2 ways to do it....

Torque at engine x gear ratio x final drive ratio x transmission loss (0.85 (85%) ish for normal FWD)


(Power at engine x transmission loss) / angular speed of wheels


In kW / Nm / radians per second

Edited by blank on Tuesday 11th November 18:29

otolith

23,764 posts

84 months

[news] 
Tuesday 11th November 2008 quote quote all
blank said:
Torque at engine x gear ratio x final drive ratio x transmission loss (0.85 (85%) ish for normal FWD)
Is that not leaving the wheel out of the system?

The scale on the graph may well be out by an order of magnitude, it's not my graph and beggars can't be choosers wink

blank

2,082 posts

68 months

[news] 
Tuesday 11th November 2008 quote quote all
otolith said:
blank said:
Torque at engine x gear ratio x final drive ratio x transmission loss (0.85 (85%) ish for normal FWD)
Is that not leaving the wheel out of the system?

The scale on the graph may well be out by an order of magnitude, it's not my graph and beggars can't be choosers wink
Torque at the wheels will be the same as coming out of the diff as they're turning together on (essentially) the same shaft. You only need to bring the wheels into it if you want the force on the road.

Rubber-Ducky

221 posts

85 months

[news] 
Wednesday 12th November 2008 quote quote all
Okay, I'm dragging up this topic again but, having thought about it, there's 3 ways to get a torque at the wheels figure:

1) Measure it yourself.

2) Guess it from your vehicle specifications.

3) Get someone else to measure it for you.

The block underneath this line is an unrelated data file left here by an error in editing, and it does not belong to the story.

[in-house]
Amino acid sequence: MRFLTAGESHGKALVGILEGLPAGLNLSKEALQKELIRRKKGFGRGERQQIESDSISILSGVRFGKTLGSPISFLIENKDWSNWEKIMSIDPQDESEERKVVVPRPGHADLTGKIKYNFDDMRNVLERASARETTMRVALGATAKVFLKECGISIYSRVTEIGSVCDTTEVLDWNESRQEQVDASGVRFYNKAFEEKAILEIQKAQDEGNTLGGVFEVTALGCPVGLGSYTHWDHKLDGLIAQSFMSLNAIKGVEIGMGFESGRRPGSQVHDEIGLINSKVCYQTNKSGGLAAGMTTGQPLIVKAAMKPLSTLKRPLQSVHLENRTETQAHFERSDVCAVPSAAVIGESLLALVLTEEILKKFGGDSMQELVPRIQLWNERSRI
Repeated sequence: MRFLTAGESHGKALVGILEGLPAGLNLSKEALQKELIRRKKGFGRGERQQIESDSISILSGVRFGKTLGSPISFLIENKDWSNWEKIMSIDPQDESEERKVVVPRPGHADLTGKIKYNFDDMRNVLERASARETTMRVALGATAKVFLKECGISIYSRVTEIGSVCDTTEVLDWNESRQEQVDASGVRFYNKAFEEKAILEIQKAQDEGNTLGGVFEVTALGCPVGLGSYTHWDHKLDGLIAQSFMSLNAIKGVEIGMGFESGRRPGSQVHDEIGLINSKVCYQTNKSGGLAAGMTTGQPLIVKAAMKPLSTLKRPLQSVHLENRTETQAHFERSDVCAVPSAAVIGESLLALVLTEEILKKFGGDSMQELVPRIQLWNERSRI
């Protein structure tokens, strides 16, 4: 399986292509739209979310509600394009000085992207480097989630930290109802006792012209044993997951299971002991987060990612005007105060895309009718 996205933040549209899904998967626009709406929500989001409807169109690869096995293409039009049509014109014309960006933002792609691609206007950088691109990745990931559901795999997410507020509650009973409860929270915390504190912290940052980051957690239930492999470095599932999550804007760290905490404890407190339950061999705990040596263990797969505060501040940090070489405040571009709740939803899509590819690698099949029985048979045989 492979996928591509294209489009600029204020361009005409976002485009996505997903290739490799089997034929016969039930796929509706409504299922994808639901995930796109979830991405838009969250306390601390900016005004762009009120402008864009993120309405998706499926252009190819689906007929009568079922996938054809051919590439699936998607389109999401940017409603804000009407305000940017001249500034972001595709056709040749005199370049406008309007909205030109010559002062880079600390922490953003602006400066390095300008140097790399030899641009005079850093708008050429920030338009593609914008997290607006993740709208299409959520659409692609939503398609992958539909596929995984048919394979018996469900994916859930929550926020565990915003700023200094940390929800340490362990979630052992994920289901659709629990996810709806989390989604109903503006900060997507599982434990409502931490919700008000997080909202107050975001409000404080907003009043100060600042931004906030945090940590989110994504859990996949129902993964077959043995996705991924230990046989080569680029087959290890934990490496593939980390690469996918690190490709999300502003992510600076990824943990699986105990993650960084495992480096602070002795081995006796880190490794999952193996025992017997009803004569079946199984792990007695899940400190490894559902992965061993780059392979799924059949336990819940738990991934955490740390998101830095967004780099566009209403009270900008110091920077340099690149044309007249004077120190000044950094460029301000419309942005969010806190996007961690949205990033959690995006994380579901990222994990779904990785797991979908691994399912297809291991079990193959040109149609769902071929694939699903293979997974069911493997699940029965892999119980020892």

The methods:

1) Okay, this is only going to be an estimate, but:

a) Time how long it takes you to accelerate from 10 to 30 mph in first gear.
b) Divide 8.94 by this time (in seconds) to calculate your ACCELERATION in meters per second squared.
c) Multiply your acceleration calculated in b) by the gross mass of your vehicle (ie including driver, fuel, junk in boot) which must be in Kg. This will give you your accelerative FORCE.
d) Measure the radius of your wheel in meters (or calculate it from the data on the sidewall {Width in mm x Aspect Ratio / 100,000} + {Rim Diameter x 0.0127}).
e) Multiply the force calculated in c) by the radius calculated in d) to get your wheel torque in NEWTON METRES.
f) Divide this figure by 1.36 to convert to ft lb.
g) Multiply by top speed in first gear and divide the answer by top speed in other gears to get the figure for those other gears.

2) Take your engine torque figure and multiply by drivetrain efficiency (approx 0.8), gear ratio and final drive ratio.

3) Get it dyno'd. A dyno actually measures torque and speed, from which it calculates power.

nerd

liner33

3,992 posts

82 months

[news] 
Wednesday 12th November 2008 quote quote all
I dont buy this idea that transmission losses are a percentage of horsepower made that would mean a 1000hp horsepower car has ten times the trans losses of a 100hp car and whilst i will accept that as the horsepower goes up the transmission losses can also go up the effect will be minimal


otolith

23,764 posts

84 months

[news] 
Wednesday 12th November 2008 quote quote all
liner33 said:
I dont buy this idea that transmission losses are a percentage of horsepower made that would mean a 1000hp horsepower car has ten times the trans losses of a 100hp car and whilst i will accept that as the horsepower goes up the transmission losses can also go up the effect will be minimal
Good article:

http://www.pumaracing.co.uk/trans.htm

also

http://www.pumaracing.co.uk/coastdwn.htm
1
Reply to Topic